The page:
1. Upload to a cloud service: Go ahead and upload that PDF to Google Drive, Dropbox, or OneDrive. Once it's up there, you just share the link in a Twitter DM. You gotta check the settings though, make sure whoever's on the other end can open it.
  2. Convert to an image: If your PDF isn't all that long, you could turn specific pages to images (JPEG or PNG) and then send these images through Twitter DMs. Works pretty well for shorter documents or when you only need to share a snippet of some part of the PDF.
  3. Host on your website: Then there's your own turf - your website. You can put the PDF up there, then just shoot over a direct link in a Twitter DM.
  4. Use a file-sharing service: Last, there's always something like WeTransfer. You upload your PDF, and it spits out a link for you to share. That's another way to get around Twitter's little quirks with DMs.

The way forward can be designed like this:

  • Use a Listener node for the opt-in. Set the listener to catch the opt-in phrase or word and then set a “no response action time” duration of 48 hours to wait for the user to respond to the DM.
  • If the user opts in, send them the link: "Awesome sauce! You’re officially in for a wild ride. Buckle up and click here to jet off to your video adventure: [link to your YouTube video]."
  • If the user does not respond, you have three options: you can again send them a DM telling them about the resource, you can send them the welcome and brand intro journey we covered already, or you can also just delete the node for the “User does not respond” path. I would say use a Time Delay node and try sending them another nudge 4-8 days later in case they missed your first message or didn’t have time then.
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After you've sent your resource, you can choose to end the journey.

But there's more to it than just sharing a resource and walking away.

You've got this chance to keep the ball rolling. You're building something, a connection, a back-and-forth.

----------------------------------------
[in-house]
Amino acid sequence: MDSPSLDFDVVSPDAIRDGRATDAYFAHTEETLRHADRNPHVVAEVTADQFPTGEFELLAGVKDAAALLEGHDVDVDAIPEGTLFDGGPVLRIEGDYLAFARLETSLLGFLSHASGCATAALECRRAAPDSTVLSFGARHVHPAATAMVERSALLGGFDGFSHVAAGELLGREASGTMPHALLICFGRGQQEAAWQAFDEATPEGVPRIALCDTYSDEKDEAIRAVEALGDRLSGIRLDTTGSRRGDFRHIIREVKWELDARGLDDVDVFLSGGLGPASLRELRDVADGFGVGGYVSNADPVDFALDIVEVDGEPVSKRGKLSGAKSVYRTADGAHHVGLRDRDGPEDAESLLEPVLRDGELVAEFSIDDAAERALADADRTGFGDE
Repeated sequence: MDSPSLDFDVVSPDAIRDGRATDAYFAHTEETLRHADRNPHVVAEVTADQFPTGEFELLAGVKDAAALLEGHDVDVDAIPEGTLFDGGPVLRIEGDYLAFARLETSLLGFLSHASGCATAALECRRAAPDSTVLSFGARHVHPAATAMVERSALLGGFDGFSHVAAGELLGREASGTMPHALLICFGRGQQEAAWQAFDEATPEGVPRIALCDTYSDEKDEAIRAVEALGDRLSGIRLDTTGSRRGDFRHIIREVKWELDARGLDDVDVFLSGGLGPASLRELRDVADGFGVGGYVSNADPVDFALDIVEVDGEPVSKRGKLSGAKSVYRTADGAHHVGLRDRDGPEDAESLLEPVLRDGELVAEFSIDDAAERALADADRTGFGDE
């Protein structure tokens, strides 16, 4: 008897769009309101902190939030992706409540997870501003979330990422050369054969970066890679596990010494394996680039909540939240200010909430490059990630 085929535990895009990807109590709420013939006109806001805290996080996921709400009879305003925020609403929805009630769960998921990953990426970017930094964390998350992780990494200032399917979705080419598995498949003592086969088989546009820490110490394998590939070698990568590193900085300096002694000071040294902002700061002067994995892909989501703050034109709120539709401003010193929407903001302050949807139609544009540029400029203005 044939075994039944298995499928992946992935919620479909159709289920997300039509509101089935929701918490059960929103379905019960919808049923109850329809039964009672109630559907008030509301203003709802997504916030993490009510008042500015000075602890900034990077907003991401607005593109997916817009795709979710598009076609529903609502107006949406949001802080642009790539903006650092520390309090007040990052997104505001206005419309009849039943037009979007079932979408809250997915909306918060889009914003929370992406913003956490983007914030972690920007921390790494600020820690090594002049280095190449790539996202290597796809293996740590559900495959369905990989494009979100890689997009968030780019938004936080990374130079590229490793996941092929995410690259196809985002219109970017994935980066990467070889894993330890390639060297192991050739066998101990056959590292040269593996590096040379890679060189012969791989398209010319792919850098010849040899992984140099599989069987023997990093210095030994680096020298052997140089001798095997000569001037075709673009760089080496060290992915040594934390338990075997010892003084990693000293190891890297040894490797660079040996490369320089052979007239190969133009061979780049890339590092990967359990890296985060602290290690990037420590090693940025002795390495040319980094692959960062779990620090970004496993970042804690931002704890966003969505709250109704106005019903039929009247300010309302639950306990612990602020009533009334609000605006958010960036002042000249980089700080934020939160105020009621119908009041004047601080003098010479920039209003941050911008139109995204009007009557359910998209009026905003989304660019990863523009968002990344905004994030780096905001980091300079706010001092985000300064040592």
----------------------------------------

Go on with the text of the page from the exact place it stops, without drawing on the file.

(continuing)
You reach back out, poke them a bit - ask what they thought about what you sent. That's where the real conversation starts.

  • Give the user some time to go through the resource by using a Time Delay node. 3-4 days is good enough.
  • Send a DM asking them their thoughts on the resource and topic.

Use something like: "Hope you’ve survived the mind-bending journey through our video 🌪️🧠. Spill the beans - what did you think? Which part made you go 'Whoa!' and what left you scratching your head? Your uncensored thoughts, please.”

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4. Networking with micro-influencers

This journey helps you build a connection with the folks in the crowd who've got a bit of a following, a bit of clout.

When you connect with these folks, it's like hitching a ride on a mini rocket. They've got the audience, the reach, the influence.

And let's not forget, it's not just about the numbers. It's about credibility, trust.

Their followers listen because they trust them.

This journey is designed for brands, especially in the Web3, indie gaming, or influencer marketing sectors, to identify and engage with high-value followers (e.g., those with a significant follower count) to build influential connections and foster networking opportunities.